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Dealing with Imposter Syndrome – Short 134


Bryan discusses impostor syndrome, what it is, and how it may actually be useful for us.

When we feel that we’re frauds and that others wouldn’t like to be led by us if they knew how much we don’t know, we’re experiencing impostor syndrome. Contrary to what others might believe, impostor syndrome isn’t all that bad and may even be necessary for a healthy self-image.

On the other side, we have the Dunning-Kruger effect, which is when people are confident in the things they have very little actual knowledge of. They think they’re experts and close themselves off to other sources of knowledge. On the other side of the Dunning-Kruger effect spectrum, true experts are acutely aware of what they still don’t know. We would be wise to know what the edges of our knowledge are and give others a chance to share their expertise when we reach those limits.

When people learn more about a subject, they become much more aware of what they don’t know. Wisdom comes from knowing what you don’t know. However, if you feel that feeling of inferiority, you can still share the knowledge you have while seeking feedback and deferring to others who know more than you. (That’s especially true of Bryan, who has a summary knowledge of industrial refrigeration and defers to others who know more about it.)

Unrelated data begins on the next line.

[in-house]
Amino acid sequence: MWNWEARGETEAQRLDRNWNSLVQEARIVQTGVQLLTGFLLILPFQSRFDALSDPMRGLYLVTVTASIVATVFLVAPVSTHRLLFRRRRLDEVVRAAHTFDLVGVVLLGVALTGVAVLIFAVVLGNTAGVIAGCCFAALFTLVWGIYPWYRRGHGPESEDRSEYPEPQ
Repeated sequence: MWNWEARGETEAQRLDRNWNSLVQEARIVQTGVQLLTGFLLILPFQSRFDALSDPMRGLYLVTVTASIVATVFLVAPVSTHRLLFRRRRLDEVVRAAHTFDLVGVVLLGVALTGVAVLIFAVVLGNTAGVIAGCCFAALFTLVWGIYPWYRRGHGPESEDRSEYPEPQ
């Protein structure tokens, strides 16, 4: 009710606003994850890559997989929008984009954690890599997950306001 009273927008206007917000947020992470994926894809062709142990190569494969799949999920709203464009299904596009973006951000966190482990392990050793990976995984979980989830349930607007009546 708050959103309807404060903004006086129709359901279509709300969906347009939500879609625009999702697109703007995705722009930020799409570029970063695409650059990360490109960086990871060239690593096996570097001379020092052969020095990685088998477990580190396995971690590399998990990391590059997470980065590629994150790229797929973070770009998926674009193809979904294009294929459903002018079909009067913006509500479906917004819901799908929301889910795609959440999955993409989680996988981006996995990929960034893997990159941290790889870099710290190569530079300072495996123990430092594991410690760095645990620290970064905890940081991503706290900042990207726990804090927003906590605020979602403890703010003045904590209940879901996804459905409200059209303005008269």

In the end, we’re seeking authenticity and self-awareness. Rather than avoiding impostor syndrome, we can embrace it and understand how it can lead to self-awareness, wisdom, and especially self-improvement. “Fake it till you make it” can only help you up to a certain point.

 

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